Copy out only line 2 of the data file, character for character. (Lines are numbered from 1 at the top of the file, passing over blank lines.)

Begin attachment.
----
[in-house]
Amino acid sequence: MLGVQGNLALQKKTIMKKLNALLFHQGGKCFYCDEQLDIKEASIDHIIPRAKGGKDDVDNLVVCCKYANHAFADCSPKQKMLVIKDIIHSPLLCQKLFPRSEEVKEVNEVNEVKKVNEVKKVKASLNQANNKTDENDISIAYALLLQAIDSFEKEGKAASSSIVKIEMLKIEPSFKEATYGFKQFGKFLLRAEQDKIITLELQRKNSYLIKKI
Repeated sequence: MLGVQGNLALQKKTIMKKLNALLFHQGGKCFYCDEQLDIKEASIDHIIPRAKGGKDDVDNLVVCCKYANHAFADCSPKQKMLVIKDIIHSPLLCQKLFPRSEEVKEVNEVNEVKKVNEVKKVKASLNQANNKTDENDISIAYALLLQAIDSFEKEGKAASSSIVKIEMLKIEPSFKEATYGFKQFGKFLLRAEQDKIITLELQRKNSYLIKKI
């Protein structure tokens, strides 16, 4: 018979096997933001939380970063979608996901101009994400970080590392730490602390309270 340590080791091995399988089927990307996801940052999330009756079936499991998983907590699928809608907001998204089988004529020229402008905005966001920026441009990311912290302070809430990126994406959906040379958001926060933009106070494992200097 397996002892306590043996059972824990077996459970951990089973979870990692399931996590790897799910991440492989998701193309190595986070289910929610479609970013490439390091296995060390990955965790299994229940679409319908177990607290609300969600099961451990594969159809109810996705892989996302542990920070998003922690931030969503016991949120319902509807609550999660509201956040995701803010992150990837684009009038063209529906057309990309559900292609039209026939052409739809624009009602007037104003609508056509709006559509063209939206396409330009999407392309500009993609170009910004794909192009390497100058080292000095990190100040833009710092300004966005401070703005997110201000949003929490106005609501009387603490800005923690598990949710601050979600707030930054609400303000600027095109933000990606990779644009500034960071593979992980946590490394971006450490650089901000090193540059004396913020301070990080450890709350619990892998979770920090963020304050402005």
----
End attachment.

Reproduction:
Amino acid sequence: MLGVQGNLALQKKTIMKKLNALLFHQGGKCFYCDEQLDIKEASIDHIIPRAKGGKDDVDNLVVCCKYANHAFADCSPKQKMLVIKDIIHSPLLCQKLFPRSEEVKEVNEVNEVKKVNEVKKVKASLNQANNKTDENDISIAYALLLQAIDSFEKEGKAASSSIVKIEMLKIEPSFKEATYGFKQFGKFLLRAEQDKIITLELQRKNSYLIKKI